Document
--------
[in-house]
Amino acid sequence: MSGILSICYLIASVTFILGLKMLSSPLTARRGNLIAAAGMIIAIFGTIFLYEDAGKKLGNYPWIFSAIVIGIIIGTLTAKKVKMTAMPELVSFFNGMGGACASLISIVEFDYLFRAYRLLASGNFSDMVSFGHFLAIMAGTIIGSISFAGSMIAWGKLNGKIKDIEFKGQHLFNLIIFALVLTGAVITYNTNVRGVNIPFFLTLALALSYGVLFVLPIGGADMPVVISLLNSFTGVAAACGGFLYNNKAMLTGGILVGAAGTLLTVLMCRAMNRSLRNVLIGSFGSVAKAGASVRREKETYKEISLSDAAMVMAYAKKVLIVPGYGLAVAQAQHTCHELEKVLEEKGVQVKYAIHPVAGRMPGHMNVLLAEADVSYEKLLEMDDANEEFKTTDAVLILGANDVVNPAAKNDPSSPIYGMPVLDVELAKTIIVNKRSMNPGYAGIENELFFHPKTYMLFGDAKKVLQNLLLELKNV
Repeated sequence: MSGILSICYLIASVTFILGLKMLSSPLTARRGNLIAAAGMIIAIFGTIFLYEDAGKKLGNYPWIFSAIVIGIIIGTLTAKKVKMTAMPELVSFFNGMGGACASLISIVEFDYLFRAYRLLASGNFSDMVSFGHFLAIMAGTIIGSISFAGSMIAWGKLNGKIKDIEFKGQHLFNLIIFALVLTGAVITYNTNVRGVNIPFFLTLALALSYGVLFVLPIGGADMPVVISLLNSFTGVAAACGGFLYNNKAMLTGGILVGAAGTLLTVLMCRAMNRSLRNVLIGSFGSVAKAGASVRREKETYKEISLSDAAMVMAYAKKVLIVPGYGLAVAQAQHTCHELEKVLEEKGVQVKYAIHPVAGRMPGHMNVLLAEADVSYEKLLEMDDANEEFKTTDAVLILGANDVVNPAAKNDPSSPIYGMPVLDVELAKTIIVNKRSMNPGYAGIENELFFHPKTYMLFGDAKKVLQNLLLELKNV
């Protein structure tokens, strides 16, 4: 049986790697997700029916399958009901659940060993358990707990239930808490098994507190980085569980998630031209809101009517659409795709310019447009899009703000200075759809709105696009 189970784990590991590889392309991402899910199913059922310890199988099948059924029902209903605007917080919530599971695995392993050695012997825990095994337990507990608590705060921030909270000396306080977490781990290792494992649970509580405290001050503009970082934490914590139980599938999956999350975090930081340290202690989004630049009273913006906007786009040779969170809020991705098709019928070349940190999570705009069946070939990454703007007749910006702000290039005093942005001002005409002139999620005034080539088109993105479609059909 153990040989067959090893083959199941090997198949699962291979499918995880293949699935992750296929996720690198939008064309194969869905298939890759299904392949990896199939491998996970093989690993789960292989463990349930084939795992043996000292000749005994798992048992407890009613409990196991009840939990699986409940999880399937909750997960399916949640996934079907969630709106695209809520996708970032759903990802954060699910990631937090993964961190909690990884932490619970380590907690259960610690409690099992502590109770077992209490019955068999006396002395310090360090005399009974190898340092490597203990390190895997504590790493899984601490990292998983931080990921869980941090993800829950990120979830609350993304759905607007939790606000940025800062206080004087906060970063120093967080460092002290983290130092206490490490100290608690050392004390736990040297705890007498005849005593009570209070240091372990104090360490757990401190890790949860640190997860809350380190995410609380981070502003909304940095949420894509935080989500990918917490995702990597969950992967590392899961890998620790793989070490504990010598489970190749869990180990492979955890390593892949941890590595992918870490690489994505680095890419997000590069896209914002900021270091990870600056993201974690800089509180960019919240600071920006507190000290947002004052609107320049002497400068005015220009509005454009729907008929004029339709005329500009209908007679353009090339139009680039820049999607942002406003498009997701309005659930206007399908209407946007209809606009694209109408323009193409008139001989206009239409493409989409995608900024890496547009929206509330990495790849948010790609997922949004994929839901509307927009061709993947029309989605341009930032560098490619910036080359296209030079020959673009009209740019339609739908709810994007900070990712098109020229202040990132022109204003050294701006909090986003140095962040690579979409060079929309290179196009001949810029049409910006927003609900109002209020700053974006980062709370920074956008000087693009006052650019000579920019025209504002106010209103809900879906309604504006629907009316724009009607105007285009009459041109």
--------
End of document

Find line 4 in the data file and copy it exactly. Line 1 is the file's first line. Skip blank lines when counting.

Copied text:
């Protein structure tokens, strides 16, 4: 049986790697997700029916399958009901659940060993358990707990239930808490098994507190980085569980998630031209809101009517659409795709310019447009899009703000200075759809709105696009 189970784990590991590889392309991402899910199913059922310890199988099948059924029902209903605007917080919530599971695995392993050695012997825990095994337990507990608590705060921030909270000396306080977490781990290792494992649970509580405290001050503009970082934490914590139980599938999956999350975090930081340290202690989004630049009273913006906007786009040779969170809020991705098709019928070349940190999570705009069946070939990454703007007749910006702000290039005093942005001002005409002139999620005034080539088109993105479609059909 153990040989067959090893083959199941090997198949699962291979499918995880293949699935992750296929996720690198939008064309194969869905298939890759299904392949990896199939491998996970093989690993789960292989463990349930084939795992043996000292000749005994798992048992407890009613409990196991009840939990699986409940999880399937909750997960399916949640996934079907969630709106695209809520996708970032759903990802954060699910990631937090993964961190909690990884932490619970380590907690259960610690409690099992502590109770077992209490019955068999006396002395310090360090005399009974190898340092490597203990390190895997504590790493899984601490990292998983931080990921869980941090993800829950990120979830609350993304759905607007939790606000940025800062206080004087906060970063120093967080460092002290983290130092206490490490100290608690050392004390736990040297705890007498005849005593009570209070240091372990104090360490757990401190890790949860640190997860809350380190995410609380981070502003909304940095949420894509935080989500990918917490995702990597969950992967590392899961890998620790793989070490504990010598489970190749869990180990492979955890390593892949941890590595992918870490690489994505680095890419997000590069896209914002900021270091990870600056993201974690800089509180960019919240600071920006507190000290947002004052609107320049002497400068005015220009509005454009729907008929004029339709005329500009209908007679353009090339139009680039820049999607942002406003498009997701309005659930206007399908209407946007209809606009694209109408323009193409008139001989206009239409493409989409995608900024890496547009929206509330990495790849948010790609997922949004994929839901509307927009061709993947029309989605341009930032560098490619910036080359296209030079020959673009009209740019339609739908709810994007900070990712098109020229202040990132022109204003050294701006909090986003140095962040690579979409060079929309290179196009001949810029049409910006927003609900109002209020700053974006980062709370920074956008000087693009006052650019000579920019025209504002106010209103809900879906309604504006629907009316724009009607105007285009009459041109």